The end of Part One

Daran Hill considers the implications of the interim local election results

First the small caveat: not all the results are in.

Next, the big caveat: local election results are not General Election results. There is significant variability, not least because different parties stand or don’t stand, there are large differences in motivation, voters often split votes between parties in a way they can’t in a General Election, and the turnout is radically different. But having said all that, what do the results today tell us about the strength of the political parties and are there any messages peeping through for 8th June? The answers aren’t crystal clear but nevertheless there are some clear messages for the different political parties.

Labour: It could have been worse. A lot worse. The bad bit for them was losing control in Bridgend and melting down in Wrexham; while they were clobbered in the heads of the valleys area of Merthyr Tydfil and Blaenau Gwent and, to a lesser extent compared to last year, in Rhondda too. But consolidating their hold in Rhondda Cynon Taff and Flintshire with a few cheeky new wins would surely have been their biggest triumphs had they not held on so convincingly in the urban centres of Cardiff, Newport and Swansea. Heartland Neath Port Talbot and Torfaen were never in doubt either. Overall Labour will be heartily pleased at outperforming every other party, and maybe including their own party in England too, showing the resilience of a brand that has been rather shaken in recent weeks and by recent polls. Yes, ground was lost to the Conservatives, but it wasn’t any sort of meltdown and it wasn’t as bad as 2008 so Labour is bruised but resilient. More to the point, it enters the short campaign of the General Election being able to argue convincingly it is the only party which has the reach and ability to tackle the UK Government.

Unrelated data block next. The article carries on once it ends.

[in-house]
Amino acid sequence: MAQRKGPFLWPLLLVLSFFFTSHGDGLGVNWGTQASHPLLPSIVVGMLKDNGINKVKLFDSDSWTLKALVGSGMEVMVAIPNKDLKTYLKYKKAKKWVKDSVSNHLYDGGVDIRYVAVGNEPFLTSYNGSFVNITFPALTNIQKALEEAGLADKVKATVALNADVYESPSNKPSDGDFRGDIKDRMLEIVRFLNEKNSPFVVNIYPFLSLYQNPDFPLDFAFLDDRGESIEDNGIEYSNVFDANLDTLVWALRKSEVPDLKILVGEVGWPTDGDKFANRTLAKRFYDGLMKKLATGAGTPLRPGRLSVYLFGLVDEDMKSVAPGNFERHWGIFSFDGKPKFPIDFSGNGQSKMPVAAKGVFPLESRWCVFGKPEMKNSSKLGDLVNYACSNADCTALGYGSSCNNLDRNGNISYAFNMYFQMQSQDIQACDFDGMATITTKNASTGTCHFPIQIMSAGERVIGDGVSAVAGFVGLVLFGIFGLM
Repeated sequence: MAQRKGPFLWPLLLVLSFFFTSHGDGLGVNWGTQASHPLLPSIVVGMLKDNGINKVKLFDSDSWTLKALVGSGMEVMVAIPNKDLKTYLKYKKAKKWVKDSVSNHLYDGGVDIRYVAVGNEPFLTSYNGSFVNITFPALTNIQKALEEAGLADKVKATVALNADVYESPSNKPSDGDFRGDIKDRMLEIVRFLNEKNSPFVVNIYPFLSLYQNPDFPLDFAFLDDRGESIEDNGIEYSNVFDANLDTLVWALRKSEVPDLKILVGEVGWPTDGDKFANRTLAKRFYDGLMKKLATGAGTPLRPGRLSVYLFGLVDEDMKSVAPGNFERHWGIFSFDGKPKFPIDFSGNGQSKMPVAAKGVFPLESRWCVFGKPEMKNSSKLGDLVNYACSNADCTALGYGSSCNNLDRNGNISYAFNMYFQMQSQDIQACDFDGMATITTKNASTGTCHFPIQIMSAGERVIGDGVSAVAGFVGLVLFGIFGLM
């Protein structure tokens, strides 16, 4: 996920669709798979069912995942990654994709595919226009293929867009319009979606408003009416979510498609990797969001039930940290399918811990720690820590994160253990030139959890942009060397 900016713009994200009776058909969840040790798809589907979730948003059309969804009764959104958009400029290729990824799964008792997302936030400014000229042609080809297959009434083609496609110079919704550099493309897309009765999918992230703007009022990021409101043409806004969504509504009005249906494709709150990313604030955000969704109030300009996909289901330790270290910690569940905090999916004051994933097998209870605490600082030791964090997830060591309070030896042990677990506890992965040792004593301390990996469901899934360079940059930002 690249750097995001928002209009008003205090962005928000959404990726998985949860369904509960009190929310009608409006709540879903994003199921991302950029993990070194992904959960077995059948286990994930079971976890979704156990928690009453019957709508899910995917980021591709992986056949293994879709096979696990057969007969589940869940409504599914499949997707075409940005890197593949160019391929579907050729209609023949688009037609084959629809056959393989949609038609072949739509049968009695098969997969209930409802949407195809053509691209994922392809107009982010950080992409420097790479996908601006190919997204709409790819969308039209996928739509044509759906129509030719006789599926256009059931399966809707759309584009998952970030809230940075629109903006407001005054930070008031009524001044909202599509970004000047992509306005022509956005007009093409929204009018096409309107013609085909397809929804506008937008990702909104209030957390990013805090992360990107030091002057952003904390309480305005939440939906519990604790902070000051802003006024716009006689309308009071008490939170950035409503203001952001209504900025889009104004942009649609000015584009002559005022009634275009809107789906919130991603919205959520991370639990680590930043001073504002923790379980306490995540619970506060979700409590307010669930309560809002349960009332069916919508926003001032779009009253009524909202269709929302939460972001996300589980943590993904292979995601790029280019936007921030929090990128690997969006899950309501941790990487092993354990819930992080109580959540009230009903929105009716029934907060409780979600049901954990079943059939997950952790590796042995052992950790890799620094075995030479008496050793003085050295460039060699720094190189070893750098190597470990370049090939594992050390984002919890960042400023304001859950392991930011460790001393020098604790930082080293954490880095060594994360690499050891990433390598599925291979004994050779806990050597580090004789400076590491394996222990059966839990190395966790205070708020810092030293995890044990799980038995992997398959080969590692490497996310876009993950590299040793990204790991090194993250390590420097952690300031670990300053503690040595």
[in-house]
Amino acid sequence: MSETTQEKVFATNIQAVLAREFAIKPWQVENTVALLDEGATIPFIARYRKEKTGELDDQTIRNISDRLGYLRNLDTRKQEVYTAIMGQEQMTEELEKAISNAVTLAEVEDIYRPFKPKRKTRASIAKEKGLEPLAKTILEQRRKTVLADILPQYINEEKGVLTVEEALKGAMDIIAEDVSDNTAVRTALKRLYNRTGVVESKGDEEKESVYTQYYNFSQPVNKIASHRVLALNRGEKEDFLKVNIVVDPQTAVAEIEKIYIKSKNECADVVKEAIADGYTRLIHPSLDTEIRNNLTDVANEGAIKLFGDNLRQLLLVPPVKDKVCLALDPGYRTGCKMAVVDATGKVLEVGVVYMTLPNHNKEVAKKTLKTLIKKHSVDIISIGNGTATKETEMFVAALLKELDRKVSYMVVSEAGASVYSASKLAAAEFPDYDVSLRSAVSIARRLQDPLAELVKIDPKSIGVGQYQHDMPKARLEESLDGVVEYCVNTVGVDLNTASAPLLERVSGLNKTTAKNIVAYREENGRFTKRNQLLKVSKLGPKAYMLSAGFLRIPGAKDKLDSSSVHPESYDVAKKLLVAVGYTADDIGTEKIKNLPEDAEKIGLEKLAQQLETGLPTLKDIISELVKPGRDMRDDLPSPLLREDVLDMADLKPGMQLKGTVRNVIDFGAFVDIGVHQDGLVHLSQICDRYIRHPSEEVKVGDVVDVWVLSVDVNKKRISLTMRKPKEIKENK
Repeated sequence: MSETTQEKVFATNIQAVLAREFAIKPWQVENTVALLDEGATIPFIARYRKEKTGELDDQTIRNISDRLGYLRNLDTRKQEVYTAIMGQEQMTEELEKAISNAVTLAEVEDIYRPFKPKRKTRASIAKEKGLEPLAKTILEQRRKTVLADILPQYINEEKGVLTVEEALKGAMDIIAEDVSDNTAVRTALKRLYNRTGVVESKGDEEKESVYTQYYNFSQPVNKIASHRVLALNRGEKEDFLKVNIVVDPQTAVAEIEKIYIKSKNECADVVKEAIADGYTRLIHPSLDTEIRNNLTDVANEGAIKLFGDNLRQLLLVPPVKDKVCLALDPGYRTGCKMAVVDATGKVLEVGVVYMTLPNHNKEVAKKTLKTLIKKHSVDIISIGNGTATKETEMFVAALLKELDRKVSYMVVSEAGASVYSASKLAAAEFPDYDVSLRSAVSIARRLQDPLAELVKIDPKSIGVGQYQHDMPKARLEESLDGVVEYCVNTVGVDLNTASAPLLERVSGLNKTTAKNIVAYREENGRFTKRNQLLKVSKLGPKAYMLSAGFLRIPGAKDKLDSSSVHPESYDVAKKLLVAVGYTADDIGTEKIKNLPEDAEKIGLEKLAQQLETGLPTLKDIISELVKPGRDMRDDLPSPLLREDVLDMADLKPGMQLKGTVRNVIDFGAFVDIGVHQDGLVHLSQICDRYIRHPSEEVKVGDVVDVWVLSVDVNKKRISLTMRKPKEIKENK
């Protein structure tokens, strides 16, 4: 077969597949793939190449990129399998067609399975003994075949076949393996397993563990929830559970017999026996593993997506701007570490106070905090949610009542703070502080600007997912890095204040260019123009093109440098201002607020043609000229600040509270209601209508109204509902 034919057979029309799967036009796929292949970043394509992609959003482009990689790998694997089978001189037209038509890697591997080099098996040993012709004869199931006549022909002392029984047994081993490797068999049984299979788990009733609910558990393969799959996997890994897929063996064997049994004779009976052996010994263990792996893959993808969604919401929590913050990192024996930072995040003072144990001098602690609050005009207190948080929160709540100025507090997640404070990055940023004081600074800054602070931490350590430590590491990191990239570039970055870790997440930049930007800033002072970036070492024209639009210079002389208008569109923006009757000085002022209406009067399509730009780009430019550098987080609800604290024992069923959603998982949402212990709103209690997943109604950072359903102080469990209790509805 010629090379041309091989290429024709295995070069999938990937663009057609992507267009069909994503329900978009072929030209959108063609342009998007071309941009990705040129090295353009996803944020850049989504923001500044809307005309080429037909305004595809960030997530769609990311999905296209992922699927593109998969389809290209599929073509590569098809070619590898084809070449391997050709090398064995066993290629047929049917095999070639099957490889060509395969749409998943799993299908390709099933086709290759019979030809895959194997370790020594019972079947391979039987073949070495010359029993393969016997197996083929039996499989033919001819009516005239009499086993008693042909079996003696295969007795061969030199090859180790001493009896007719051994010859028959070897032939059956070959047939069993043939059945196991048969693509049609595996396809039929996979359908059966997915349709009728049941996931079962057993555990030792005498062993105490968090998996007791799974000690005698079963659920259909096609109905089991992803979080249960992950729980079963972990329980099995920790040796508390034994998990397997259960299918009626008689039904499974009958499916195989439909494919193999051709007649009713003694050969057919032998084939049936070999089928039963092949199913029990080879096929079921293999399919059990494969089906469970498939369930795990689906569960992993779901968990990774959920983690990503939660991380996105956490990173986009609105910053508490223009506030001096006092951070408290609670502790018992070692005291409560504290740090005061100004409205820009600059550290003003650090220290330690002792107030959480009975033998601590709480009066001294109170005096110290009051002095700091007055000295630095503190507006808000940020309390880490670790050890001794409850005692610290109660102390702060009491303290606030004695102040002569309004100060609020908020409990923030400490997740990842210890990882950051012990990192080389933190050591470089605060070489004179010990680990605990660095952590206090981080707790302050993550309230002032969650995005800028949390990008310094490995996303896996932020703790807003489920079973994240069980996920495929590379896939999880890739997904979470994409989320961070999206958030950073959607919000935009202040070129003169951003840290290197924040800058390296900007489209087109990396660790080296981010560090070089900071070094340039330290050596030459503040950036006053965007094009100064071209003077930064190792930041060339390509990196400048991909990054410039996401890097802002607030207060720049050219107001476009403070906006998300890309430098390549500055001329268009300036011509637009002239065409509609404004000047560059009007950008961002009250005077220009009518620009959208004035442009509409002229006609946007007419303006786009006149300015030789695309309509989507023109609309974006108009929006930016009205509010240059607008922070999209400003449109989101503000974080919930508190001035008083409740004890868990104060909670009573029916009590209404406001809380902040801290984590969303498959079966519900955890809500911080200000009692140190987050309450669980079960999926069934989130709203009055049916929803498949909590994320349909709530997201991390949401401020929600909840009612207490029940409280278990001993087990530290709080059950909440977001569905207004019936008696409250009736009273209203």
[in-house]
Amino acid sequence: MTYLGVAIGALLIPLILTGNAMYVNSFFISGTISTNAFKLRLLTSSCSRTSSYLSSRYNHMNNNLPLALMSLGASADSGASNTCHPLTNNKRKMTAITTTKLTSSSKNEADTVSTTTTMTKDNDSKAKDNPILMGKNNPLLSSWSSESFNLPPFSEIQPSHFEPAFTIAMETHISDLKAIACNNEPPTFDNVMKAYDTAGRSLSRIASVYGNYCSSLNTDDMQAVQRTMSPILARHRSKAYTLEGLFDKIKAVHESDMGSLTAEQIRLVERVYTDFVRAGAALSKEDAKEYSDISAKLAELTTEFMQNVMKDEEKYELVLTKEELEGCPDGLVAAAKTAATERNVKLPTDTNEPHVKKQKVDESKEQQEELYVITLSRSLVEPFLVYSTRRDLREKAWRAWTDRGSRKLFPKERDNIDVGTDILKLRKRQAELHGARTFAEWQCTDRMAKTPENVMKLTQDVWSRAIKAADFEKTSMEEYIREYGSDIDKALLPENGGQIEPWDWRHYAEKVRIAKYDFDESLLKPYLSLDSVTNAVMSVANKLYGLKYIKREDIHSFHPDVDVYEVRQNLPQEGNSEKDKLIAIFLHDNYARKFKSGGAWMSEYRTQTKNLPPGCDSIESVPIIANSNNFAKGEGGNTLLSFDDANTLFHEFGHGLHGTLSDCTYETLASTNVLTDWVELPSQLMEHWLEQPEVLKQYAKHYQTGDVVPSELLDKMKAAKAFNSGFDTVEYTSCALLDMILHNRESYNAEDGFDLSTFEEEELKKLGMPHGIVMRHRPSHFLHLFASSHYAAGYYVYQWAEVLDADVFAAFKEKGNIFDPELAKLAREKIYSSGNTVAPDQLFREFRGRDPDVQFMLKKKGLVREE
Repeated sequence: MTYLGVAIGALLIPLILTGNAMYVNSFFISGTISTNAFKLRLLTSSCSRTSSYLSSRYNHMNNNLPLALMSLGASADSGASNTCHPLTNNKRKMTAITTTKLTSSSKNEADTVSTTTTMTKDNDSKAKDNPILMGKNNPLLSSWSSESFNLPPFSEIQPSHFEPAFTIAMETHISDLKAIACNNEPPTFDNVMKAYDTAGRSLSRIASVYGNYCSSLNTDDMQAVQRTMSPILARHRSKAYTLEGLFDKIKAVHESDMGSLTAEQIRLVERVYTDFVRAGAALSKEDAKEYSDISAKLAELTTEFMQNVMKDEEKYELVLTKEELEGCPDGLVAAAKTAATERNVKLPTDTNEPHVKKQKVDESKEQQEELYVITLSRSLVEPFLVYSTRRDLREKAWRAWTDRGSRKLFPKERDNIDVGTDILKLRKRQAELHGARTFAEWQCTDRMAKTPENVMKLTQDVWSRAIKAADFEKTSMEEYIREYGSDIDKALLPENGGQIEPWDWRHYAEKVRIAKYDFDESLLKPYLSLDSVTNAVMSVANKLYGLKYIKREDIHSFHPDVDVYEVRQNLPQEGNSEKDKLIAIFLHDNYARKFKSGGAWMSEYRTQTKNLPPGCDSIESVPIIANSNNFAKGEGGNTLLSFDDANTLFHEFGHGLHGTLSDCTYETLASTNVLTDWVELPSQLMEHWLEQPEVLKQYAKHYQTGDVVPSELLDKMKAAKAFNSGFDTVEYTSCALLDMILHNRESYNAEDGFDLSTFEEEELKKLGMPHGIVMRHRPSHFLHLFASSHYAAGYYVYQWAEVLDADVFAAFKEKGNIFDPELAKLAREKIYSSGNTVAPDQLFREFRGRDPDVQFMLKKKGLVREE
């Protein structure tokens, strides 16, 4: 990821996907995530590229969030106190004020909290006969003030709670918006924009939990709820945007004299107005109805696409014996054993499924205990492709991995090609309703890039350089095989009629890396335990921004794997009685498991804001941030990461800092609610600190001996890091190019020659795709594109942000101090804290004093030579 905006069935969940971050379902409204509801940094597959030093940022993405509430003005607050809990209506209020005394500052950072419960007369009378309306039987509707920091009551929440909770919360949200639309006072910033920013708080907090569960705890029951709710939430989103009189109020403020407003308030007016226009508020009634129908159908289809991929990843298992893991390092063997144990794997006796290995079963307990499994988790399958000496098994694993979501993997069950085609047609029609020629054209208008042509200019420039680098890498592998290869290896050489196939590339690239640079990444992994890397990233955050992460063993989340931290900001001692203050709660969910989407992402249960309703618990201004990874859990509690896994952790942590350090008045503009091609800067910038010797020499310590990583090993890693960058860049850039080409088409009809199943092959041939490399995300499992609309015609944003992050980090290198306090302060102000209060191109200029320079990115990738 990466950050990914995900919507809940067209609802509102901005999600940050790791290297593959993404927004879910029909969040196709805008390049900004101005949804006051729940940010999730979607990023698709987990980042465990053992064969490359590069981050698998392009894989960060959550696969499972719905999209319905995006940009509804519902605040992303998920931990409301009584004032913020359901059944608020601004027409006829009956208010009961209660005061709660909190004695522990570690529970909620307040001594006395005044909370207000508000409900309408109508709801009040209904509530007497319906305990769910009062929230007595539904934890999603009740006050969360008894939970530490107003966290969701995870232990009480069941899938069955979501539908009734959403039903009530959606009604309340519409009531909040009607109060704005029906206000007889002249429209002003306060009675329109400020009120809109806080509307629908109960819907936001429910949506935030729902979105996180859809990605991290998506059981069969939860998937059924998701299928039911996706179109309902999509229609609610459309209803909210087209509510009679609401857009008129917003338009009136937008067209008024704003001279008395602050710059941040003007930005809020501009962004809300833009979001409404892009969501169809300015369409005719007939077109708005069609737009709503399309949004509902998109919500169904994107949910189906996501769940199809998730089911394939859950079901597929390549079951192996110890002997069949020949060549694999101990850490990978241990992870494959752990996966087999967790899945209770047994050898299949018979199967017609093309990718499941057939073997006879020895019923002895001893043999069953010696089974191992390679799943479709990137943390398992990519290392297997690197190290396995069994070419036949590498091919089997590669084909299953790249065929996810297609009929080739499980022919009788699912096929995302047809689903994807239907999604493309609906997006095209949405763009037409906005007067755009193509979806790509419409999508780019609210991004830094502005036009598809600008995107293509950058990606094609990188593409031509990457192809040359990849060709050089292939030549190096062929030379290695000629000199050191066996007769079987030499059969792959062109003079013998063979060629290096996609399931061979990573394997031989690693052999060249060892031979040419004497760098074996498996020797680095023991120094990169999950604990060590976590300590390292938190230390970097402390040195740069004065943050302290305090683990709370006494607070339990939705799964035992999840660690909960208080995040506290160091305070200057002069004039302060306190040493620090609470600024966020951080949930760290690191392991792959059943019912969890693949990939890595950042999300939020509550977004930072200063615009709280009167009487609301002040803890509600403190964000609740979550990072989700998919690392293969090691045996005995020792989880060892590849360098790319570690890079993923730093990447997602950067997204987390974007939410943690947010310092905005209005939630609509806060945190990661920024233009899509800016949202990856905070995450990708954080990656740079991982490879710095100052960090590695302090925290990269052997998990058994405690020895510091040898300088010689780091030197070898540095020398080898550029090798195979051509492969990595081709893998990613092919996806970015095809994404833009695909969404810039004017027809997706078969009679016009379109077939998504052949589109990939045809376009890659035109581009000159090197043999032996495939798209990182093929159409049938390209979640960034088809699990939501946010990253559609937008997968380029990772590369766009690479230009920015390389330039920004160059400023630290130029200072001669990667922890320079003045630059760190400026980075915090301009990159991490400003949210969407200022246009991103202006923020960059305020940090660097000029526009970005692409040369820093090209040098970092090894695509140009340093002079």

Conservatives: The Tories had a highly credible if unspectacular night. Apart from some weaker than hoped council returns in places like Conwy and Newport, they had little to reproach themselves for. Outright control in Monmouthshire, 20 seats in Cardiff, official opposition status in both the capital and the second city for the first time, up from 9 to 19 seats in Powys and now the largest group, the biggest group on Denbighshire, and within a wafer thin strike of forming a majority in the Vale of Glamorgan. The Conservatives have asserted themselves clearly once again as the second party of Welsh politics. The real significance for the General Election is that they mainly did this in areas corresponding with seats they hold or hope to win next month.

Plaid Cymru: Well the number of seats has climbed and there is much to be pleased about in Carmarthenshire and also other authorities like Wrexham, Neath Port Talbot and Denbighshire where Plaid has strengthened its presence considerably. Less impressive was failing to win Ceredigion outright, losing its only seats in Torfaen, going backward in Caerphilly and just making a bit of ground in Rhondda Cynon Taff. Indeed, Rhondda should have been a romp forward for Plaid and they should have capitalised on the aforementioned weakness of Labour in Blaenau Gwent and Merthyr Tydfil too but at least trying there. And Plaid also failed to #GetItDone in any meaningful way in Cardiff, despite all the hype, and lost Dinas Powys in the Vale of Glamorgan to the Conservatives for the first time in decades. So Plaid may be spinning their extra 30 plus councillors as a positive but they know deep down that, with Labour in trouble, they should have been doing way, way better than they have done.

Liberal Democrats: The Lib Dem performance was a bit of a damp squib. A decade ago they were the urban alternative to Labour in Wales; today they are no longer the second party in Wrexham, Swansea or Cardiff and have yielded ground and oomph in county halls to the Conservatives. Even in their one realistic target seat of Cardiff Central they failed to cut it and lost councillors to other parties. There’s not a lot to smile about over the next month as the Second Part of the contest is one where they are going to find it even more difficult to make an impact.

UKIP: No councillors, no prospects, no momentum, no hope, no further comment.


Daran Hill is MD of Positif

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